How to Do Nothing

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How to Do Nothing

First you must wash the window to observe more clearly
the dandelion seed heads bobbing in the wind. Next,

announce on Facebook and Twitter that you will be offline
for the next two days, if not forever. Heat water for tea.

Remember the bill you forgot to pay, and then cleanse
your mind of all regret. Consider industrial solvents

and the smoothness of sand-scoured stone, the miracle
of erasure. Eliminate all thought, but remember

the water. Hitch a ride on a Miles Davis solo and float
away on a raft of bluesy notes and lions’ teeth,

and wonder how to sabotage your neighbor’s leaf blower,
but nicely, of course. She’s a widow with a gun.

Now it is time to empty yourself. Close your eyes.
Become a single drop of dew on a constellation of petals.

Evaporate, share the bliss. Stuff that dog’s bark
into a lock box alongside the tapping at the door,

the phone’s vibration, the neighbor’s rumbling bass,
and the nagging, forgotten something that won’t

solidify until three in the morning, keeping you awake.
But don’t ignore the whistling. You must steep the tea.
* * *

“How to Do Nothing” was published in Volume 4 of Steel Toe Review, available for purchase here.

 

steel toe

109 thoughts on “How to Do Nothing

  1. Pingback: It takes time… > 70yrs but – I can do this | On Happiness

  2. Pingback: How to Do Nothing – carouselclub2017

  3. In spite of today’s humid heat, hindsight suggests I’d’ve been better off had I read this poem earlier and focused on the tea kettle … or perhaps I’m reading it this afternoon to better plan tomorrow?

    Liked by 3 people

  4. i want to do nothing more often. i am actually very skilled in it, i can actually appear dead; but i don’t live in the right culture for doing nothing & the guilt far out weighs the will for me. If people around you won’t stop it is difficult, until your energy just gives out, to justify to yourself the choice to do nothing.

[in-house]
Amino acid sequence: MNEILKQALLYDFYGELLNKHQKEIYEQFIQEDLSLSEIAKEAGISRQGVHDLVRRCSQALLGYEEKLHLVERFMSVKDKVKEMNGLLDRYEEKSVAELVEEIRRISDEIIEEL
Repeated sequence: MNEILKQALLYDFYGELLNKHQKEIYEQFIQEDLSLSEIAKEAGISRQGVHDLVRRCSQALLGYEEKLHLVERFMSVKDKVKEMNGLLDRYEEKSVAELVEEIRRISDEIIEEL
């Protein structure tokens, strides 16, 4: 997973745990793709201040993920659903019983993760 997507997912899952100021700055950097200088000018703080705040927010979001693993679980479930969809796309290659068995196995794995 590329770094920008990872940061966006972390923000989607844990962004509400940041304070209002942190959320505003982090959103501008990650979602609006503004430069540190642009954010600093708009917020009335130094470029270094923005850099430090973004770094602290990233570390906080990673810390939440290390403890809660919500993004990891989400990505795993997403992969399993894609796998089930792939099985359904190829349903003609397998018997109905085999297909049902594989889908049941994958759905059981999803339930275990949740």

But i plan, once i get to 80, to spend my remaining years smoking everything, drinking heavily & swearing at the occasional young person who tells me to stop ranting at squirrels; this will be a form of doing nothing. O & there will be drooling, for no other reason than to look like a disgusting old man. & hopefully disciples who’ll flock to learn the art of poem from me.

    Liked by 2 people

    • This doing nothing business is hard work, and I’ll probably keep trying to do even after I’m buried, tho that will likely occur in the form of willful decomposition… Drooling is messy (I’ve tried it), but cursing is quite rewarding, even if you are your only audience. As for smoking and drinking, I know which camp I’ve fallen into, although in my youth it could have gone either way… I dunno nuthin about no disciples. Mostly, I talk to insects and feed the birds. No one else around here pays attention.

      Liked by 3 people

      • i like swearing.
        i miss smoking, very much. If they sold rolling tobacco in Korea, i would probably still smoke.